Manage your life with adult ADHDMelanie Tawil
Oh wait, I was supposed to get to that item on my to-do list. Did I forget to text her again? When was the last time I watered my plants? Oh look, Jennifer Lopez is with a new man, I wonder what kind of dress she’s wearing. And then someone in the background yells, “Bingo!” and you remember exactly where you’ve been the whole time. Sounds familiar?
Attention Deficit Hyperactivity Disorder (ADHD) is a term that we some times throw around when we have difficulty paying attention. Staying focused on tasks that we need to accomplish or putting off an item on your to do list that you just don’t want to tackle, is not the same thing as boredom. This mental disorder can easily affect your daily life if not treated properly.
So before we go around throwing out the term ADHD freely, let’s clear up some misconceptions of the disorder. 4-5 % of adults actually have ADHD, with even less of these people getting diagnosed and/or treated. It’s not something you can just catch or easily diagnose. If you have ADHD as an adult, get diagnosed with it, you most likely had it as a child. It doesn’t just sprout up in your brain as you get older. But this shouldn’t alarm you if you have kids that have been diagnosed with it, many kids will grow out of it and with 60% that will still have it as an adult. This is not a sexist disorder as it targets both men and women equally.
If you’re an adult and you think you may have ADHD, chances are you will have the following symptoms and have difficulty:
- Following directions
- Remembering information
- Organizing Tasks
- Finishing work on time
You will have a history at school of not doing well and under achieving, getting into trouble, repeating a grade (or two), and in some cases dropping out altogether. At work, you will change jobs a lot, performing poorly at each one; you may also be less happy with your job and having fewer successes at work.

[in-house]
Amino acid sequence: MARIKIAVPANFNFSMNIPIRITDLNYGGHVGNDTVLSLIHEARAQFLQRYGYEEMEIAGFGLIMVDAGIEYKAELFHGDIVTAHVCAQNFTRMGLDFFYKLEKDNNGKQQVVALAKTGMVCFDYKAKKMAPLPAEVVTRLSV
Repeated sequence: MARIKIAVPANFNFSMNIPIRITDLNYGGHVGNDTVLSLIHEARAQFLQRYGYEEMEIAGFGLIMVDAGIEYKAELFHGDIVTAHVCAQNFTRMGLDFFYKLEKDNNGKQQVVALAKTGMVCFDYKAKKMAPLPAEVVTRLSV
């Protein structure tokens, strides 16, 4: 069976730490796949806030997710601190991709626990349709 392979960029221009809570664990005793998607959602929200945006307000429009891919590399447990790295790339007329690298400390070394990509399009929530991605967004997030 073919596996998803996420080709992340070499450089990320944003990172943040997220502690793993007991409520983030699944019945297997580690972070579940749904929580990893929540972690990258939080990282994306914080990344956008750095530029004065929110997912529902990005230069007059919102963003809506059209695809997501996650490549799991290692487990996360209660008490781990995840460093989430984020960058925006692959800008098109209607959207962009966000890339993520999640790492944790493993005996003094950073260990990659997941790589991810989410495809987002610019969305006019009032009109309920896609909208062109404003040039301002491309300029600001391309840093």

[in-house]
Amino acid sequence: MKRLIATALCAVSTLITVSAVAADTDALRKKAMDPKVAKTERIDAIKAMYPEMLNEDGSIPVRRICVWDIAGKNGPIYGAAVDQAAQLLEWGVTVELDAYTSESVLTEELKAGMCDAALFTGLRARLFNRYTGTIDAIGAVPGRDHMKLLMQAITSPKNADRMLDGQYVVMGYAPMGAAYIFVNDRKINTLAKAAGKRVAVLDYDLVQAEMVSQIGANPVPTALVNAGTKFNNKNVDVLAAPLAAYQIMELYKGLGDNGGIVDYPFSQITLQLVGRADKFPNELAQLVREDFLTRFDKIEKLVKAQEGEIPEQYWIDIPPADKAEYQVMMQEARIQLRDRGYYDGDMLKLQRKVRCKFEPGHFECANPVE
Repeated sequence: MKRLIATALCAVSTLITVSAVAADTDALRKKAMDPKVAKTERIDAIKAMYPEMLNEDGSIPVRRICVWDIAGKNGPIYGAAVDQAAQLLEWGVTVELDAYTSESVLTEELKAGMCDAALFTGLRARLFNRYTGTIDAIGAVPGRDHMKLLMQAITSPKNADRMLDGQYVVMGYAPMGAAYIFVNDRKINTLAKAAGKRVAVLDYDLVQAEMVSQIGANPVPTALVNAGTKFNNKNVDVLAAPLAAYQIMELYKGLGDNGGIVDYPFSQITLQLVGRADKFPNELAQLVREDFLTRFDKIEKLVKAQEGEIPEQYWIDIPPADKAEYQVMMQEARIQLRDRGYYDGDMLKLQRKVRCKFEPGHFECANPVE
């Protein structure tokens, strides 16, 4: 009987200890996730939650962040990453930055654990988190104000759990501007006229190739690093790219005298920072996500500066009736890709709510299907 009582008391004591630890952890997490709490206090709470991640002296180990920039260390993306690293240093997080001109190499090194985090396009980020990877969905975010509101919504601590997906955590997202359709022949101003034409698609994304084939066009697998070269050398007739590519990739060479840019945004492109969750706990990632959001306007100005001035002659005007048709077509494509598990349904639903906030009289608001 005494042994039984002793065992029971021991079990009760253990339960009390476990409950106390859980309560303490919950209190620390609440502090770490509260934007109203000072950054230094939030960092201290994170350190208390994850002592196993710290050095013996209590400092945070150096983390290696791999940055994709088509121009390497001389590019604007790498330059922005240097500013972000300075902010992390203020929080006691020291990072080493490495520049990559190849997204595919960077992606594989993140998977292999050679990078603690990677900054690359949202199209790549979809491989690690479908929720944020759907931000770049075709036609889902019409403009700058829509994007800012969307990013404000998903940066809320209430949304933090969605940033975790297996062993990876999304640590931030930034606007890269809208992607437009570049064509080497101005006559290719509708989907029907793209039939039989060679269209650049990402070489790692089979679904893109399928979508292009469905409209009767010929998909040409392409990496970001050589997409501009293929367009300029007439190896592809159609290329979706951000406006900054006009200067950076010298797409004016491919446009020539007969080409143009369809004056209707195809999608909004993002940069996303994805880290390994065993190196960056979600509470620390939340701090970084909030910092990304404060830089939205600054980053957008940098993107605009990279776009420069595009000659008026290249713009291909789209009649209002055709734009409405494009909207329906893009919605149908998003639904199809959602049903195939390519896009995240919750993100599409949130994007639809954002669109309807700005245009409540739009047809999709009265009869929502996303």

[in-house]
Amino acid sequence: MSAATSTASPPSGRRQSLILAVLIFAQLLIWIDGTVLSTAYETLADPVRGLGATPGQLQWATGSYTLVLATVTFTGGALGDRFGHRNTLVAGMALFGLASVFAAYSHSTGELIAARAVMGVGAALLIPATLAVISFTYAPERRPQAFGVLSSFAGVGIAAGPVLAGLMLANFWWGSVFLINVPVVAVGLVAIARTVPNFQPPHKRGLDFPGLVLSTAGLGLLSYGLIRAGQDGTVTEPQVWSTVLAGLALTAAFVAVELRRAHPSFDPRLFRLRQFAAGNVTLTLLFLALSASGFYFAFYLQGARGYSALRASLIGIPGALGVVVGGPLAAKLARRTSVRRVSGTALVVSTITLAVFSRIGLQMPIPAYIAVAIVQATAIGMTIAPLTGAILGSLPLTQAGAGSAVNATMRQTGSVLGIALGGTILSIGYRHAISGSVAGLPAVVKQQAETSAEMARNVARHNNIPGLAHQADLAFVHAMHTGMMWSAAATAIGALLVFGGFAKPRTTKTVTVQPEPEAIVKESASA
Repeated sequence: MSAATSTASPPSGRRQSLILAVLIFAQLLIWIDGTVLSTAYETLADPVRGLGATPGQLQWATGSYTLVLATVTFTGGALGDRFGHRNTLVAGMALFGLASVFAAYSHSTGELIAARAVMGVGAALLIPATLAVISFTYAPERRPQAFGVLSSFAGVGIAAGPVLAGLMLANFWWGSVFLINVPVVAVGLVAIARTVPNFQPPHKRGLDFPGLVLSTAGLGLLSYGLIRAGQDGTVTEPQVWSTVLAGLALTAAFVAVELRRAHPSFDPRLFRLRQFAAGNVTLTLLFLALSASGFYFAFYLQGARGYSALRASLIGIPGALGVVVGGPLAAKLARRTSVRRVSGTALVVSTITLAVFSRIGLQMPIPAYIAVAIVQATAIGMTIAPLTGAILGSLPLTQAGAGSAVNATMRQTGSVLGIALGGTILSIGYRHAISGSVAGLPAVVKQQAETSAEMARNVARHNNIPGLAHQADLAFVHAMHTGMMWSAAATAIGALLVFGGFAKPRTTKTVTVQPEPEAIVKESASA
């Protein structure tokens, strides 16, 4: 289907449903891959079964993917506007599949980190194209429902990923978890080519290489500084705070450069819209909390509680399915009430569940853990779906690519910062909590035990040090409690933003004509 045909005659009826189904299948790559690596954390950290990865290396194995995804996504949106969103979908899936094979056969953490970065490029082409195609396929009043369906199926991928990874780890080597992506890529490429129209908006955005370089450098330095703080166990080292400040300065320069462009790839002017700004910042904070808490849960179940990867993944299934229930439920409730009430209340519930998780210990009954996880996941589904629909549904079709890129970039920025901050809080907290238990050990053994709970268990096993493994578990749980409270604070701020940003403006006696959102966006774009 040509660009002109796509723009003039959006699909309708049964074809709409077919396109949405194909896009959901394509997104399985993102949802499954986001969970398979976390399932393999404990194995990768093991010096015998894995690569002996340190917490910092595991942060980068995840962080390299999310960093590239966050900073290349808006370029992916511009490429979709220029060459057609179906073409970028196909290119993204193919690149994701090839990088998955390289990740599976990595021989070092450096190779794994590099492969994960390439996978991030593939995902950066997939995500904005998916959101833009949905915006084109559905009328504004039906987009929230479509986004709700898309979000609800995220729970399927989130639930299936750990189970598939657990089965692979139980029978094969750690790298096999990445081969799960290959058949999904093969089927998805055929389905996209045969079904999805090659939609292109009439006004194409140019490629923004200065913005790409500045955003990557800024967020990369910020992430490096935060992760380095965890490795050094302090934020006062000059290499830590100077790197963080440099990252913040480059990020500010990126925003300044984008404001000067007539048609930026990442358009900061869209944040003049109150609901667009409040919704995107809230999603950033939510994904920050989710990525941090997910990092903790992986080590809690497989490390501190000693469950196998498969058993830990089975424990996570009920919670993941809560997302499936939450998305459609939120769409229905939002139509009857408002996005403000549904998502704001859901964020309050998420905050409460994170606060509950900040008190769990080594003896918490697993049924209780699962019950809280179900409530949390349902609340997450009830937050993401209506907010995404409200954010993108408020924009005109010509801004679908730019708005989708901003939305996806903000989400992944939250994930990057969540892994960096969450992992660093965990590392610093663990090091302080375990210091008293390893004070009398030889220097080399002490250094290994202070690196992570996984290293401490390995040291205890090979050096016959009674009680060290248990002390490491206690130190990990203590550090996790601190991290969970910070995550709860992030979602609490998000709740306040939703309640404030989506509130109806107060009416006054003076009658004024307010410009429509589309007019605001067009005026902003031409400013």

This can all lead to having difficulties in life where you are more likely to smoke, get more speeding tickets, use alcohol and drugs (self-medicating), less money, and you could express other psychological trouble like being depressed and anxiety. Your relationships could go in a downward spiral and people with ADHD have more marital problems along with multiple marriages.
There is hope – get yourself diagnosed
(by a professional)
Your doctor will ask for the normal, physical exam, blood tests, more psychiatric testing, a questionnaire about your health history, report cards from school, and could ask to talk to your parents about your childhood.
Treatment – Where Do I Go From Here?
Once you get diagnosed, you will get a great plan, that can vary. Getting yourself checked out is the primary focus first. After this you could end up having other disorders tagged on that your psychiatrist will want to take into consideration like depression, anxiety, obsessive compulsive disorder, or a dependence on alcohol or drugs.
Your doctor may put you on a stimulant medication but this may not always be the best option as they are highly addictive, difficult to remember to take, and some people just have a hard time with them. There are non-stimulant brands of medical therapy. There are also the option to try other therapies and behavioral treatments such as relaxation training and stress management, life coaching, or family education and therapy.
There is help in management:
- Taking medication
- Organizing your day – make lists of things that you need to complete and acutally complete them. You can go online and find any planner that you know you will use. You just have to remember to actually use it. Not a planner person? Leave notes for yourself or set timers as a reminder to get to a place on time (like picking your kids up from school).
- Take long breaths when you feel anxiety begin to rise up.
- Cut down on your distractions. Social media is a great trigger for distracting people. If Facebook, emails, texts, Instagram, Snapchat, or whatever else is out there is your trigger – cut it out when you know you need to do a task. Put your phone on silent.
- Burn off extra energy – work out, this triggers your brain to focus on the task at hand and when moments get restless.
- Ask for help. As always, ask for help when you know things are getting in the mud.